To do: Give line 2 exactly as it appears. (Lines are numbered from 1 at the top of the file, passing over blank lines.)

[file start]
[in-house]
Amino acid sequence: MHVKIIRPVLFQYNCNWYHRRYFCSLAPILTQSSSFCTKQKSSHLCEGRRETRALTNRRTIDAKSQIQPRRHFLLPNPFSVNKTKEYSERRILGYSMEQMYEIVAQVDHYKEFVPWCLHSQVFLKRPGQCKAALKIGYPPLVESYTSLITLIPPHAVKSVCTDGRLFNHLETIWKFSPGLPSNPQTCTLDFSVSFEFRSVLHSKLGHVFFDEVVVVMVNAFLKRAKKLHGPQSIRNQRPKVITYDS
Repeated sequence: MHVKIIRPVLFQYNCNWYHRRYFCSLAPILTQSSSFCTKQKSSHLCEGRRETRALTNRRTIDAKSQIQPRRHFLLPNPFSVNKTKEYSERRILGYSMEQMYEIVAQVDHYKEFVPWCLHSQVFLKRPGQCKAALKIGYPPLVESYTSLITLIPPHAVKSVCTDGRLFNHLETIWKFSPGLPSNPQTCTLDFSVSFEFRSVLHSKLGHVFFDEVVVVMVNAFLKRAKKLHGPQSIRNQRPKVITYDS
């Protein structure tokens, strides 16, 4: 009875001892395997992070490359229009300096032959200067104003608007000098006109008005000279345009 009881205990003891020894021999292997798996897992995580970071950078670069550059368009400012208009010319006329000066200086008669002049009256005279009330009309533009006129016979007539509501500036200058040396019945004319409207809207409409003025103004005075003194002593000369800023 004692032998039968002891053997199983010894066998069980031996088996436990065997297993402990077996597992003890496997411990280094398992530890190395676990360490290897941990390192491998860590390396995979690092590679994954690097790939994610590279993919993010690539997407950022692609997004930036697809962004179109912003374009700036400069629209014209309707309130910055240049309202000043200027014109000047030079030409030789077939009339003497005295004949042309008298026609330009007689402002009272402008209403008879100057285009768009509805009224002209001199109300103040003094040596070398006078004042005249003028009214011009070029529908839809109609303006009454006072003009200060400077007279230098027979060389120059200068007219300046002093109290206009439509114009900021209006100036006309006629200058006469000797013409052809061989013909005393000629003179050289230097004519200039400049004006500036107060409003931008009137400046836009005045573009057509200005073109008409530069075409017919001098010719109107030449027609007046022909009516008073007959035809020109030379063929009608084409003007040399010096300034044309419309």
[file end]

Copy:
Amino acid sequence: MHVKIIRPVLFQYNCNWYHRRYFCSLAPILTQSSSFCTKQKSSHLCEGRRETRALTNRRTIDAKSQIQPRRHFLLPNPFSVNKTKEYSERRILGYSMEQMYEIVAQVDHYKEFVPWCLHSQVFLKRPGQCKAALKIGYPPLVESYTSLITLIPPHAVKSVCTDGRLFNHLETIWKFSPGLPSNPQTCTLDFSVSFEFRSVLHSKLGHVFFDEVVVVMVNAFLKRAKKLHGPQSIRNQRPKVITYDS